CELIA - age anything 35-50. The fact that Celia is in the WI is the greatest justification of its existence. A woman more at home in a department store than a church hall, she may be slightly younger than Chris or the same age, but she always feels like she’s drifted in from another world. Which she has. She is particularly enamoured of Jessie, and despite the fact Jessie has very little time for most Celias of this world, there is a rebelliousness in Celia to which Jessie responds. It’s what sets Celia apart from the vapid materialism of her peer group and made her defect.
RUTH - 40s. Ruth’s journey is from the false self-confidence of the emotionally abused to the genuine self confidence of the woman happy in her own skin. Ruth is eager to please but not a rag doll, and despite being Marie’s right-hand woman she is desperate to be the cartilage in the spine of the WI and keep everyone happy. She has spine herself — if she was too wet, no-one would want her around. But they do, and they feel protective of her because they sense there is something better in Ruth than her life is letting out. They are proved right.
MARIE - 50s. Marie has gradually built the current ‘Marie’ around herself over the years as a defence mechanism. She went to her Oz, Cheshire, and found Oz didn’t want her. She came back scorched. The WI is a trophy to her, which justifies her entire existence. There is a lingering part of Marie that would love to be on that calendar. Ideal car — something German and well-valeted.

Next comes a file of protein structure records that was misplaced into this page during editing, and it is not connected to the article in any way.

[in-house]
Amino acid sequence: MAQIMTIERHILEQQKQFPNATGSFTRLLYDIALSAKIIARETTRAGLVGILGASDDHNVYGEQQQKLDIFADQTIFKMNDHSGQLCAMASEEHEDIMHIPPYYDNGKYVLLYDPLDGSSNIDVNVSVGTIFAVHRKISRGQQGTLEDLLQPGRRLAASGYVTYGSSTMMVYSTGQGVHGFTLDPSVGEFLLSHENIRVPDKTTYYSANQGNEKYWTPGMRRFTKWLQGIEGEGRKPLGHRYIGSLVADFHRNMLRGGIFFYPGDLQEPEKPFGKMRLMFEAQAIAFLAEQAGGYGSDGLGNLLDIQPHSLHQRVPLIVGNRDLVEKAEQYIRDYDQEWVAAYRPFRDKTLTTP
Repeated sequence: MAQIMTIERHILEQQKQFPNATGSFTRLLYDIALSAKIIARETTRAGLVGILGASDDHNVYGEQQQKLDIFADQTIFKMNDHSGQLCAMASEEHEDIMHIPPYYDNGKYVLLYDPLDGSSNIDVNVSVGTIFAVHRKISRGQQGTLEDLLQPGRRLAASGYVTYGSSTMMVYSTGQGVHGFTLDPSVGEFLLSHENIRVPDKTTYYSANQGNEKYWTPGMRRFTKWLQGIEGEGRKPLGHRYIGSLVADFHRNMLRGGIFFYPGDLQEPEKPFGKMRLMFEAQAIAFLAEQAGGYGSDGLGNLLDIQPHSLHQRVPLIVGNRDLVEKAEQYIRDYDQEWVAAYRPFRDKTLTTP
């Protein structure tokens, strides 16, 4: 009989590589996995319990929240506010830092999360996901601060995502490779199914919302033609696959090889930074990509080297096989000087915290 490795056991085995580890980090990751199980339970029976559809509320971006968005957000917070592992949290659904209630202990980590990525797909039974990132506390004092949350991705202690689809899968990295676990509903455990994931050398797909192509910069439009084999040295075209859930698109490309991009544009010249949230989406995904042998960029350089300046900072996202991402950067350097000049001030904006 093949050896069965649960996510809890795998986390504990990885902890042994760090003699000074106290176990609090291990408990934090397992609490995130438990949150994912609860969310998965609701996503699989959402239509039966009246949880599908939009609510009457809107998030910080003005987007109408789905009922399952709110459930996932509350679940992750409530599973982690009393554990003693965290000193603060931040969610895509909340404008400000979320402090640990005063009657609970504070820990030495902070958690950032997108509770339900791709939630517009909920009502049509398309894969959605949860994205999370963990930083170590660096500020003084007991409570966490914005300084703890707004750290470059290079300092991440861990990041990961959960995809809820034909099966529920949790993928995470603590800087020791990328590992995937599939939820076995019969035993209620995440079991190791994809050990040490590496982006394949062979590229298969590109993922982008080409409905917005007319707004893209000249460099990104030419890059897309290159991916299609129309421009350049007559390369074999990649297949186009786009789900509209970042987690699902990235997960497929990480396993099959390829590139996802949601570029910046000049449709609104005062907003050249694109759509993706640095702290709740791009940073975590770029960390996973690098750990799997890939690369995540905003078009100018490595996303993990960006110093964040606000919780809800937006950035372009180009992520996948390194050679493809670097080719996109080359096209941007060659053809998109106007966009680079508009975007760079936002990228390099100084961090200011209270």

JOHN - 50s. John is a human sunflower. Not a saint. Not a hero. Just the kind of man you’d want in your car when crossing America. When he dies it feels like someone somewhere turned a light off.
ROD - Chris's husband, 50s. You have to be a certain kind of guy to stick with Chris and Rod loves it. He can give back what he gets, and has a deadpan humour which has always made Chris laugh. He drinks a lot but never so much as to have a problem. He would work every hour to make his shop a success. And John was his mate, even though the relationship was originally channelled through their wives.
LAWRENCE - late 20s. Hesitant without being nerdy, Lawrence is a shy young man with enough wit to make a joke and enough spirit to turn up at the WI hall in the first place.
LADY CRAVENSHIRE - 60s. Lady Cravenshire really doesn’t mean to be so patronizing. But the WI girls seem from another world. The world of her estate workers.
ELAINE - 20s. Elaine really doesn’t mean to be so patronizing. But Jessie seems from another world. The world of her gran.
LIAM - late 20s. Liam would like to be directing other things than photoshoots for washing powders. He’s not so unprofessional as to let it show, but we can sense a slight weariness at having to deal with these women. There’s a resigned patience to his actions and each smile he makes we feel is professional. For Liam, this photoshoot is a job. And not the job he wanted.